• They are used where a wide range of colours and gradients are required, often with subtle variations and a high level of detail
  • They offer more control when modifying in an editing program – such as Adobe Photoshop – because each pixel can be changed individually
  • They are ideal for most web images, photographs and images – including logos – that require a great deal of detail that is not possible in a vector file


  • They cannot enlarged without loss of picture quality
  • File size can be huge; very large images require powerful computers to edit them and they soon take up storage space
  • Layers sometimes have to merged to reduce the file size but the image then becomes more difficult to edit

Vector files
A vector image is formed in an entirely different way to a raster file. Rather than consisting of a finite number of pixels, a vector graphic uses a system of points, each of which has a definite position on something similar to a graph;  x and y axes co-ordinates that record positions and properties that can be specified, such as values for stroke and fill colours, thickness etc.

When a vector image is enlarged, the computer knows how to scale the co-ordinate positions, still fill with the colour specified, the stroke size etc., and creates a version where no quality is lost (see above image simulation).

With a raster image, the computer has to ‘guess’ how to make the image bigger; how to fill the ‘holes’ that enlarging creates usually leads to a loss in detail and quality.


  • Vector files can be enlarged infinitely, with no loss in quality.  This is particularly important in logos which may be used on a website to the size of a lorry or bigger.
  • Everything contained within a vector file is ‘recorded’ mathematically, so the file size is (usually) low, certainly when compared to a corresponding raster image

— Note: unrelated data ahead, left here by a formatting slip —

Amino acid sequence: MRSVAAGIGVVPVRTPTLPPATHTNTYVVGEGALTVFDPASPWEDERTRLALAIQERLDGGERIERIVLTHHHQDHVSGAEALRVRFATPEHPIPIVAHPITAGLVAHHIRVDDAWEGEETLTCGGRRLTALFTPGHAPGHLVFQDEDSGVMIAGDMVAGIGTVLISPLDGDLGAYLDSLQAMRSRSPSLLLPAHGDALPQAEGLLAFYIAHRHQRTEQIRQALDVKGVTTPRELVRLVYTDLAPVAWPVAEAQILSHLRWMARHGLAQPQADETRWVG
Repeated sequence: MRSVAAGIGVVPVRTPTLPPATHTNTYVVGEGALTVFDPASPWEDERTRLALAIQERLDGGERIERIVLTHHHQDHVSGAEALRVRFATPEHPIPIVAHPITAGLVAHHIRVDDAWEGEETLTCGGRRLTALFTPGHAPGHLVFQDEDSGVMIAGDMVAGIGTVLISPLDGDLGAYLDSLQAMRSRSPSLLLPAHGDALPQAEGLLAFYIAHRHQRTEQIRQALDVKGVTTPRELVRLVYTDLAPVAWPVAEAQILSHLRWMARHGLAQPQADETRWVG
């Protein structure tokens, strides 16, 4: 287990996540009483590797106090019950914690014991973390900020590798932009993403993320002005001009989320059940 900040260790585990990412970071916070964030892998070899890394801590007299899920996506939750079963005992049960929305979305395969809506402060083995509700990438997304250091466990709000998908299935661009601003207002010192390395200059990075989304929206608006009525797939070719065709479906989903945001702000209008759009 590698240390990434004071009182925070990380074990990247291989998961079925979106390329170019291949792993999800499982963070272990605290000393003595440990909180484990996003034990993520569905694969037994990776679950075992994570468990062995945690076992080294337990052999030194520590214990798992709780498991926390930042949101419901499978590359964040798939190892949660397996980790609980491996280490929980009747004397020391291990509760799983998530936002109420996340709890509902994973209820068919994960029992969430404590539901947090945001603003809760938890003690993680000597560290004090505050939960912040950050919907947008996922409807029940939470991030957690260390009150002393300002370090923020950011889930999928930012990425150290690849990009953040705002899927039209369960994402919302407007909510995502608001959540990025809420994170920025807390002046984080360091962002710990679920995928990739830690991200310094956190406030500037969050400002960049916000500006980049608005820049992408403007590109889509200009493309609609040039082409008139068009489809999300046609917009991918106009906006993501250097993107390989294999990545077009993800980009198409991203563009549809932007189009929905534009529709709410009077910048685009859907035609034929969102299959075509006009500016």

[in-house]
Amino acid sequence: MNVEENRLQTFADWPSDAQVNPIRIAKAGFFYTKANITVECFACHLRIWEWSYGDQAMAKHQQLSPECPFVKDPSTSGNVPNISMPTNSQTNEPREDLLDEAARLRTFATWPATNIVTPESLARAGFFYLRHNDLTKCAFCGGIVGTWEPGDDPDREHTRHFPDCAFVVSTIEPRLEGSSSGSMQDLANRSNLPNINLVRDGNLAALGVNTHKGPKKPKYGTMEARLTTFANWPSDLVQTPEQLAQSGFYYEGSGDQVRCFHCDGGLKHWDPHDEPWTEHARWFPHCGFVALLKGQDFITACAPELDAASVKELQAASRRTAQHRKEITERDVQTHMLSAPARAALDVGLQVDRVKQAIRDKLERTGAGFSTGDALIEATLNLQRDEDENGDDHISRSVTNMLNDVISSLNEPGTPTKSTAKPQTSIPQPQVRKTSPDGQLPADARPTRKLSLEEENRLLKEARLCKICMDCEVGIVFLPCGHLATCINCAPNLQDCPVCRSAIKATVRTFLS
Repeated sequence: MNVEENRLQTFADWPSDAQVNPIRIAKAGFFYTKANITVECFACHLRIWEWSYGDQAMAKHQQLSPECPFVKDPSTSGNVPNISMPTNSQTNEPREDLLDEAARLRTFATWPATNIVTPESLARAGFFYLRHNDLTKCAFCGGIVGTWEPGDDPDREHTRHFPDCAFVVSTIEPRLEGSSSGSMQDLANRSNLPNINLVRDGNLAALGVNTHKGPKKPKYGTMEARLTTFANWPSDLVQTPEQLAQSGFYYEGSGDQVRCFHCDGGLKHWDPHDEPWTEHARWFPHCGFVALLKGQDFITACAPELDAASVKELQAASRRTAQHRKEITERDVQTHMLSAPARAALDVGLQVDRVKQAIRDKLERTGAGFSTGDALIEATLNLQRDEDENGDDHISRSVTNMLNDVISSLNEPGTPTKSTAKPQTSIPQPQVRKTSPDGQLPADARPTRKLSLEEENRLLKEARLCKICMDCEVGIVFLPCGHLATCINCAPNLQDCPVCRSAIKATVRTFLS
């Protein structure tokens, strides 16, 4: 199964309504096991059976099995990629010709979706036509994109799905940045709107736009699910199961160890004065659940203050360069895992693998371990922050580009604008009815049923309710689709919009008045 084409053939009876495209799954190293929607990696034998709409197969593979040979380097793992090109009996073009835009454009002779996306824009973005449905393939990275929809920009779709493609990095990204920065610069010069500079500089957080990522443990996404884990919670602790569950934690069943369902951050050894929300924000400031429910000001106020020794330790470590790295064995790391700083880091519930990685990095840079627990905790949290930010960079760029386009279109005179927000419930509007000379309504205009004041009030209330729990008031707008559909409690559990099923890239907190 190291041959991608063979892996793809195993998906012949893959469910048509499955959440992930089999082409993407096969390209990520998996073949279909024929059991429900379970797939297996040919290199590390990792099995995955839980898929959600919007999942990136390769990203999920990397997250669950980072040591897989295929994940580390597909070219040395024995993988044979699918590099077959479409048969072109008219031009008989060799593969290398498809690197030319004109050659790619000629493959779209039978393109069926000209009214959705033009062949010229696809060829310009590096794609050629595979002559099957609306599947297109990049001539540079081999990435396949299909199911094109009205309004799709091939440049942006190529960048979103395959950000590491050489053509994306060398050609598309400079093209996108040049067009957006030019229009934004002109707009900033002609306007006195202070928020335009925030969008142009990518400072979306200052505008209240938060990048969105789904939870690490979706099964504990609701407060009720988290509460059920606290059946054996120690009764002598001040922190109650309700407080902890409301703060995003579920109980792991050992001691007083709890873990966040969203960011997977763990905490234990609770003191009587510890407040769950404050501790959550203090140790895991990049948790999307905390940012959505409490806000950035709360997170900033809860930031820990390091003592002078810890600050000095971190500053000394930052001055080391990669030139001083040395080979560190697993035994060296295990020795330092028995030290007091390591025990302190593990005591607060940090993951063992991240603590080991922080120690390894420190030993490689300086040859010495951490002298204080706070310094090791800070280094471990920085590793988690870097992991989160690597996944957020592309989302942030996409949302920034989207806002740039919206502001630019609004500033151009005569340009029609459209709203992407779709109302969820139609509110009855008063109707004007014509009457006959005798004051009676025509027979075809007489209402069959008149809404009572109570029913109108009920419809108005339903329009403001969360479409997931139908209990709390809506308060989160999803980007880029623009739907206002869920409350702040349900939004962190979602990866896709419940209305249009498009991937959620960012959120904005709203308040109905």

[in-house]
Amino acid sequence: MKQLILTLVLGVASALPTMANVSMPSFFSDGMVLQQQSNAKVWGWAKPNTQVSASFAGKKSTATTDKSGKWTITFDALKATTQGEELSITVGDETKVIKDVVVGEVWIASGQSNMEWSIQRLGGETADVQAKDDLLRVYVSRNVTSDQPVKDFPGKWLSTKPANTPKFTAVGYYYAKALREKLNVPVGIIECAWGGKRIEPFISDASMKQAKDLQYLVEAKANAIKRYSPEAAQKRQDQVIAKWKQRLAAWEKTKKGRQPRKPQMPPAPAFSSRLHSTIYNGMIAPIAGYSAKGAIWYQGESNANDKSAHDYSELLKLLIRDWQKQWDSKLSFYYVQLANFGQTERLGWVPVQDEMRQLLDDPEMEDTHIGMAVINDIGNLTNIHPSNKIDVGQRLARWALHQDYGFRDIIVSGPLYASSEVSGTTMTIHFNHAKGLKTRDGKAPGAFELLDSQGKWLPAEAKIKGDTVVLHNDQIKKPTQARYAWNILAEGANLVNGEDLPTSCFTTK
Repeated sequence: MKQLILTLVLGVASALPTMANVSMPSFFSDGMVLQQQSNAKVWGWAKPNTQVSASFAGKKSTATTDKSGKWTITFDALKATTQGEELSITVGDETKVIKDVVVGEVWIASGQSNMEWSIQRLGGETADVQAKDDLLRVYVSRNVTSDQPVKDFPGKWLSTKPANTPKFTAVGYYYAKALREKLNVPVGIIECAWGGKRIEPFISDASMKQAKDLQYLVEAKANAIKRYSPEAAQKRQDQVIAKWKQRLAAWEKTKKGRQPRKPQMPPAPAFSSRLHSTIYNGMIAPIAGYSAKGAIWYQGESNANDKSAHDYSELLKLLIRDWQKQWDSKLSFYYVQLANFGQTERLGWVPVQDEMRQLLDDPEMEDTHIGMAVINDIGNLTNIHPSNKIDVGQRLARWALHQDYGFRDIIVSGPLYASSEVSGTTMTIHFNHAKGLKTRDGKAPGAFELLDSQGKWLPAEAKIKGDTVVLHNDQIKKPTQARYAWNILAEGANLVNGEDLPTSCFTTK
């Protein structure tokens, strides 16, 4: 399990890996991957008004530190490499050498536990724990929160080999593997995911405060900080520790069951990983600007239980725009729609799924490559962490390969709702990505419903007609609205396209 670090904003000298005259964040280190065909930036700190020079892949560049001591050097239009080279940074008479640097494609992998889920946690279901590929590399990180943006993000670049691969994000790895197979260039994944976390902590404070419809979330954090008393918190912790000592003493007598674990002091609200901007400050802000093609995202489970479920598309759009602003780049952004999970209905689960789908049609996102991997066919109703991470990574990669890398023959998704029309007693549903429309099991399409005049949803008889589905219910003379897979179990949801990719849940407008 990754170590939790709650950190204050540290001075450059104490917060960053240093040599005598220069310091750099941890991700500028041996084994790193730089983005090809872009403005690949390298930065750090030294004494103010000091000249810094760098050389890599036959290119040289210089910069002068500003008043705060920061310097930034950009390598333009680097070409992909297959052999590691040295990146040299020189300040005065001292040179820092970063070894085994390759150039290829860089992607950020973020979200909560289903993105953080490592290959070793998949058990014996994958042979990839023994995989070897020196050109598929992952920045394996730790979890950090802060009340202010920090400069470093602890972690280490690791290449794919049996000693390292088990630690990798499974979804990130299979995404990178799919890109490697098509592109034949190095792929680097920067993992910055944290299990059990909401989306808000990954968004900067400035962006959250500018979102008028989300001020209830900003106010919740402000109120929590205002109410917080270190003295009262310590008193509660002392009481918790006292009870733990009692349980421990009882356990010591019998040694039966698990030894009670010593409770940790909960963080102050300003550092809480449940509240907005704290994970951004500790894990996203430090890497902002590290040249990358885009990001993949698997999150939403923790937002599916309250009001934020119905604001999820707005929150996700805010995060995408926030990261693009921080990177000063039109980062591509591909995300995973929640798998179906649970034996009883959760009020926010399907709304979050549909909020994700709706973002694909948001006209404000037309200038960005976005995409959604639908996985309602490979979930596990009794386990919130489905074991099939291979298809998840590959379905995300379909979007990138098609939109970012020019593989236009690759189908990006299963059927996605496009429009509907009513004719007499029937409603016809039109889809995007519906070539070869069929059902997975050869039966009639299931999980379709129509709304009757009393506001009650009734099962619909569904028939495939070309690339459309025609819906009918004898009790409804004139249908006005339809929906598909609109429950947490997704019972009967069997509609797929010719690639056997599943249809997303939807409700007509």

• Extra layers created in a vector file can be kept rather than merged, retaining their editability.


  • They do not have the same range of customisable, special effects and features that raster files have (realistic dropped shadows, photo-realistic effects etc.) and though these can be simulated, they take a great deal longer to reproduce as a vector
  • They tend to be more used for images that incorporate restricted detail (more simplified, ‘poster’ effects) and not photographs that include detail or subtle shading

So which should you chose; raster or vector?
Generally, raster images should be used when you require an image to have a high level of detail – such as a photograph – and you’re either convinced it won’t be enlarged greatly and will accept the loss in quality if it is.

Vector images, however, should be used for graphics that require very much less detail – usually logos – that may need to be enlarged at some point, but need to retain their quality and clarity.

The vast majority of our logos, for instance, are generated as vector graphics so the client has the flexibility to use them as they need. We can still include a high level of detail within a vector file (see below) but this is quite a specialised process, so seek the help of a designer, especially if you’re looking for a high level of detail but in a vector format.


Finally, if you plan on creating a vector image yourself – and don’t have the necessary expertise to produce a highly detailed version – the design of the finished image needs to be kept as simple as possible.

For any more information on anything print or design related, please email us at or using the comments box below.